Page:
Philosophy

Unethical Ethicists Go to the Library

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A philosophy professor at UC-Riverside crunches some numbers and find that ethicists have stickier fingers than their colleagues:

Ethics books are more likely to be stolen than non-ethics books in philosophy (looking at a large sample of recent ethics and non-ethics books from leading academic libraries). Missing books as a percentage of those off shelf were 8.7% for ethics, 6.9% for non-ethics, for an odds ratio of 1.25 to 1.

Do these numbers reflect book thieves in search of a cure for their compulsion? Or could the explanation be a rash of ironical practical jokesters trolling university libraries? Read more here.

Via Marginal Revolution

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  1. The ghost of Abbie Hoffman?

  2. Would someone who does studies like this be referred to an an “unethicist?”

  3. didn’t K. McCarty tell a version of this joke in Slacker?

  4. ROFLMAO! Reminds me of a joke (perhaps now extinct) at the Command and General’s Staff College where someone from almost every class would post an “Ethics Papers $10” note on the bullitin board.

  5. I’ve always been amused at the notion that some people are held forth as ethics “experts” in the first place.

    No one is capable of empirically proving that his (or her) concept of what is ethical is correct.

    Such things are inherently a matter of personal opinion and unprovable.

  6. Gilbert,

    I think you’re misunderstanding what “expertise” in their field is.

    Think of the Arts – no one can every prove objectively that a certain song is better than another. But one can know the history of music, and influence of such and such on the such and such.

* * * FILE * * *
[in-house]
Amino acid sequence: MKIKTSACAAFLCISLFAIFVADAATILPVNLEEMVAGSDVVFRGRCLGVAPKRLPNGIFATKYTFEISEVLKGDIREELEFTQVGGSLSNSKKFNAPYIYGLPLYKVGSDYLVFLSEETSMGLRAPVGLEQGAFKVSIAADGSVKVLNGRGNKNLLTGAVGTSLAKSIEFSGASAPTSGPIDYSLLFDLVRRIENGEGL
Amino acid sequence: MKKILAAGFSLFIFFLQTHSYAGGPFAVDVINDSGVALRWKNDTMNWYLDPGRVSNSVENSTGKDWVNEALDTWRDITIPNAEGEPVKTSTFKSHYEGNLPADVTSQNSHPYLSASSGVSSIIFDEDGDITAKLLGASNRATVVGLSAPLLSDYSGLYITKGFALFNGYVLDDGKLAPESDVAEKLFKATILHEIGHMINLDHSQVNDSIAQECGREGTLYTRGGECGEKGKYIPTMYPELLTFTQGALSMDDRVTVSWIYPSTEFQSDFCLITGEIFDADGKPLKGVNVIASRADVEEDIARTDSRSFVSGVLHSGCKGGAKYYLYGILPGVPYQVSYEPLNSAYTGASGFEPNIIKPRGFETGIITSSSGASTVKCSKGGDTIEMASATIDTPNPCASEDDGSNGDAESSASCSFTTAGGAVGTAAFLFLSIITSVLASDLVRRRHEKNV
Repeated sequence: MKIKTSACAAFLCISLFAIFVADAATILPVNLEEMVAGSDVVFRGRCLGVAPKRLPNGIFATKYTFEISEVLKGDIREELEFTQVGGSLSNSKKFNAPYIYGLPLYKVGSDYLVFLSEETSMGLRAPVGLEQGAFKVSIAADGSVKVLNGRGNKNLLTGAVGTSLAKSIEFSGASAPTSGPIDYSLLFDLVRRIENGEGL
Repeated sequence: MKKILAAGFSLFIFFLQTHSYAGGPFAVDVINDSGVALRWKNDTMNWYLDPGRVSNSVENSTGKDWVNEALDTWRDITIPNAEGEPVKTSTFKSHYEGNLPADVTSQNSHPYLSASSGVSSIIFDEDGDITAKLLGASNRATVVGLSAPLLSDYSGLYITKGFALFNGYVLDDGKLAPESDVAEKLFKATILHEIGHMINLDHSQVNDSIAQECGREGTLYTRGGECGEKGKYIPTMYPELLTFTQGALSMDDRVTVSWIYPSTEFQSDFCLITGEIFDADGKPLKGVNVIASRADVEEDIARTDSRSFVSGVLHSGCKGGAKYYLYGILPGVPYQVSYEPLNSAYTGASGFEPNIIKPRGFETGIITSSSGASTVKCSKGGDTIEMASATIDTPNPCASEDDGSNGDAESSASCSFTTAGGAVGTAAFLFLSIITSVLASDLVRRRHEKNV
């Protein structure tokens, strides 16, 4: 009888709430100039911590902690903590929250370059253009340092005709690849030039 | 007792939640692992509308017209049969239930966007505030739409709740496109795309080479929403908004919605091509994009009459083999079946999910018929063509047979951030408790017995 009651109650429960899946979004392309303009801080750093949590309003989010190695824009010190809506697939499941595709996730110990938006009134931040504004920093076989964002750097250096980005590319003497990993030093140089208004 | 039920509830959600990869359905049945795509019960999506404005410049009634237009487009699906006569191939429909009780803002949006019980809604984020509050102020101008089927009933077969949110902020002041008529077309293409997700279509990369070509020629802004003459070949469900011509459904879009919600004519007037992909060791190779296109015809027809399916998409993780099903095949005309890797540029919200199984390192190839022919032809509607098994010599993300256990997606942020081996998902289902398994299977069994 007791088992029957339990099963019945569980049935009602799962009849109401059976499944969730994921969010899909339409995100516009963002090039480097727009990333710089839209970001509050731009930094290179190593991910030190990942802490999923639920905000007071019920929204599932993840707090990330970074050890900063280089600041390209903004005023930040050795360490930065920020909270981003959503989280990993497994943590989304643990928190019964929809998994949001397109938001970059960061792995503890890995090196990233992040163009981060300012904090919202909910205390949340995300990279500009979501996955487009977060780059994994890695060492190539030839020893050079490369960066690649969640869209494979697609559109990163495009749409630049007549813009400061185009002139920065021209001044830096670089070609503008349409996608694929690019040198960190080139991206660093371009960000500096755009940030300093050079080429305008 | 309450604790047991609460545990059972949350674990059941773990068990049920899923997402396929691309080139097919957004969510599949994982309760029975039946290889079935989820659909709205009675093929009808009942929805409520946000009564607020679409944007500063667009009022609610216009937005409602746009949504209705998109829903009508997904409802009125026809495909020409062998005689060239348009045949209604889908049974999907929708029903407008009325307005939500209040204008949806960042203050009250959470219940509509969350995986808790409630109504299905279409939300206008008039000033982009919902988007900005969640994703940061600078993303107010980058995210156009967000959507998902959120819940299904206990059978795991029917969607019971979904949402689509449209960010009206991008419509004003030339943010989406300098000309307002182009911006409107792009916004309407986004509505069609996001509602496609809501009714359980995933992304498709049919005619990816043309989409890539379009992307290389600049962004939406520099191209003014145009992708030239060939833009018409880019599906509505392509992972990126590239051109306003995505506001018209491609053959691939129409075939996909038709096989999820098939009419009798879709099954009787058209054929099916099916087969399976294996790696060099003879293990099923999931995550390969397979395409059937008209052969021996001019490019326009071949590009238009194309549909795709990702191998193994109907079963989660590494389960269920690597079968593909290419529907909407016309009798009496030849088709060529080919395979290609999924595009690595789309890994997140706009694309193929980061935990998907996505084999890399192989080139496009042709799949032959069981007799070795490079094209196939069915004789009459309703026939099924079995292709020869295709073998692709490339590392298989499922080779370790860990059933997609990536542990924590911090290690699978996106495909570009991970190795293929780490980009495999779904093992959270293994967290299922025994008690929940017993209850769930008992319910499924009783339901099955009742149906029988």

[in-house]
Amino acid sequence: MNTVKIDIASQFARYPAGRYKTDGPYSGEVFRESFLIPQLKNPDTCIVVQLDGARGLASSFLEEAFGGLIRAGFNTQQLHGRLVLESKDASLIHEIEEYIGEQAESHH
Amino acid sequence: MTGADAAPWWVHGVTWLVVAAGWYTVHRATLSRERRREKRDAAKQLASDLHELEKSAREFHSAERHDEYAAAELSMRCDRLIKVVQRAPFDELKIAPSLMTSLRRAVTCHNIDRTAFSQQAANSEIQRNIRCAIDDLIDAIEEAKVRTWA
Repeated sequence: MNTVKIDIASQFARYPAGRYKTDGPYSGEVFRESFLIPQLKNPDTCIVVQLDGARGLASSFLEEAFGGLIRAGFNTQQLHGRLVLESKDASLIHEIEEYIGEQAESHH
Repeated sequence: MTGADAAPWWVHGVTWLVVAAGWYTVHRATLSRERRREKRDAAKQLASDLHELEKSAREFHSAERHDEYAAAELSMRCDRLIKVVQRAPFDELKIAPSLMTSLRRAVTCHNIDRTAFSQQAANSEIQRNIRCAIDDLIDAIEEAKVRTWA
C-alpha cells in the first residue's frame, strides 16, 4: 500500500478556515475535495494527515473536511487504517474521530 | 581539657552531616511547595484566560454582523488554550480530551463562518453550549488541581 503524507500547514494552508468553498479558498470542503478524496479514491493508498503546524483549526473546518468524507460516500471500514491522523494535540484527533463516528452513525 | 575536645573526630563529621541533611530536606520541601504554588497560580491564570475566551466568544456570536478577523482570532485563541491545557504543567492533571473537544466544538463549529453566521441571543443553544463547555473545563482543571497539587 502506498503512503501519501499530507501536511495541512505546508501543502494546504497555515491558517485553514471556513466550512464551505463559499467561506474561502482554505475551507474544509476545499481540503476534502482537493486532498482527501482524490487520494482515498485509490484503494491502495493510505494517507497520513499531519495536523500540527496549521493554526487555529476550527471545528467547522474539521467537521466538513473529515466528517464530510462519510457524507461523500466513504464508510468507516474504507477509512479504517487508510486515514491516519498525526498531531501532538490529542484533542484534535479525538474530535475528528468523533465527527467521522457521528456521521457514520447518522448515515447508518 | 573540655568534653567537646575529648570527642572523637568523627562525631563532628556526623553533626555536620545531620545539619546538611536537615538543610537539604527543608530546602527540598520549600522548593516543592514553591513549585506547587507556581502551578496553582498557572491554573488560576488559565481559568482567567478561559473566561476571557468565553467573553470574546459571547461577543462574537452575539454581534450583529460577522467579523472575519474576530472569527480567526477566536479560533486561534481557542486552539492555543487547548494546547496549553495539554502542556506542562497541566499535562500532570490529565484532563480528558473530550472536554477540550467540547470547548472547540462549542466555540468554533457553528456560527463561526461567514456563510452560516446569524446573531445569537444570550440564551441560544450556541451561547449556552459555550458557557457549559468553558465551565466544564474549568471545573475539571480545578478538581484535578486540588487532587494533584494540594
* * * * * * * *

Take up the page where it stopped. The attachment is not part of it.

It’s expertise in the philosophy of ethics, not in the practice.

  7. “It’s expertise in the philosophy of ethics, not in the practice.”

    Philosophy – that’s something else that no one is an expert in.

    LOL

  8. I guess you can tell which ethics books are the best because they were returned after being stolen.

  9. No one is capable of empirically proving that his (or her) concept of what is ethical is correct. Such things are inherently a matter of personal opinion and unprovable.

    So an individual who considers it not the least bit unethical to rob and murder your mother will be let off the hook because his opinions on murder may differ from yours or society’s? Wow.

  10. “So an individual who considers it not the least bit unethical to rob and murder your mother will be let off the hook because his opinions on murder may differ from yours or society’s? Wow.”

    Did I say anthing about anybody getting off the hook for anything?

    I think not.

  11. Sounds like the makings of another Dr. Szasz thread.

  12. Woohoo! Shout out for UC Riverside! Go Highlanders!

  13. “So an individual who considers it not the least bit unethical to rob and murder your mother will be let off the hook because his opinions on murder may differ from yours or society’s? Wow.”

    Depends if the guy who does it works for the government.

    He who has the guns makes the rules.

  14. What’s my problem? Punks like you, that’s what. You think this is all a big joke, don’t you? You think because you’re an ethicist that somehow the law doesn’t apply to you, that you’re above the law? Well, let me tell you something, funny boy. Y’know that little stamp, the one that says “UC-Riverside Library”? Well that may not mean anything to you, but that means a lot to me. One whole hell of a lot.